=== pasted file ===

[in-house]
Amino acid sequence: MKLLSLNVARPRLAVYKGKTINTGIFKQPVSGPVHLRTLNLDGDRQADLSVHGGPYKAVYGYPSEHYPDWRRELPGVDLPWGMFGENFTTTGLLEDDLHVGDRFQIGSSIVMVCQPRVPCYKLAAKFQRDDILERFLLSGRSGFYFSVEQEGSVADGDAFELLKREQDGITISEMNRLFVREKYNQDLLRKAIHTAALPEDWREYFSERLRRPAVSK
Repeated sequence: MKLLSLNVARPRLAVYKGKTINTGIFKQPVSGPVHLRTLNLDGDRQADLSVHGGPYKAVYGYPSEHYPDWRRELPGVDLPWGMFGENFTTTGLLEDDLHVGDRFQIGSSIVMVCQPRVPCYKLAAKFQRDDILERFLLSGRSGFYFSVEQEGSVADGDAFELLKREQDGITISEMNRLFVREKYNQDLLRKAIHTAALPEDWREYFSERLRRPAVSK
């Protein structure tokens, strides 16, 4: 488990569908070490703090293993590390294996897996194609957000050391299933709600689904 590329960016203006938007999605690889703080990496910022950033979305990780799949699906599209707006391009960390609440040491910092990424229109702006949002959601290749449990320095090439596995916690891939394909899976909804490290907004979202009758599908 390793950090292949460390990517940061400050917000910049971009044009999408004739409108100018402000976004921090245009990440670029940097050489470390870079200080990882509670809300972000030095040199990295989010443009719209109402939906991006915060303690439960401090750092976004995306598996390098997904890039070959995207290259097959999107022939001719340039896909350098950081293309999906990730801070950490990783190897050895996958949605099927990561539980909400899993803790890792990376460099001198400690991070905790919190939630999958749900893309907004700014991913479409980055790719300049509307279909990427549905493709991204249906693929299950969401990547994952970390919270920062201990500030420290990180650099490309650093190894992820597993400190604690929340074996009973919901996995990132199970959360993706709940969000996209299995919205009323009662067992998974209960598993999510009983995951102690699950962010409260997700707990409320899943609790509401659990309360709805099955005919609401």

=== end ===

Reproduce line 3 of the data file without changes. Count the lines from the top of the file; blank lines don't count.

Repeated sequence: MKLLSLNVARPRLAVYKGKTINTGIFKQPVSGPVHLRTLNLDGDRQADLSVHGGPYKAVYGYPSEHYPDWRRELPGVDLPWGMFGENFTTTGLLEDDLHVGDRFQIGSSIVMVCQPRVPCYKLAAKFQRDDILERFLLSGRSGFYFSVEQEGSVADGDAFELLKREQDGITISEMNRLFVREKYNQDLLRKAIHTAALPEDWREYFSERLRRPAVSK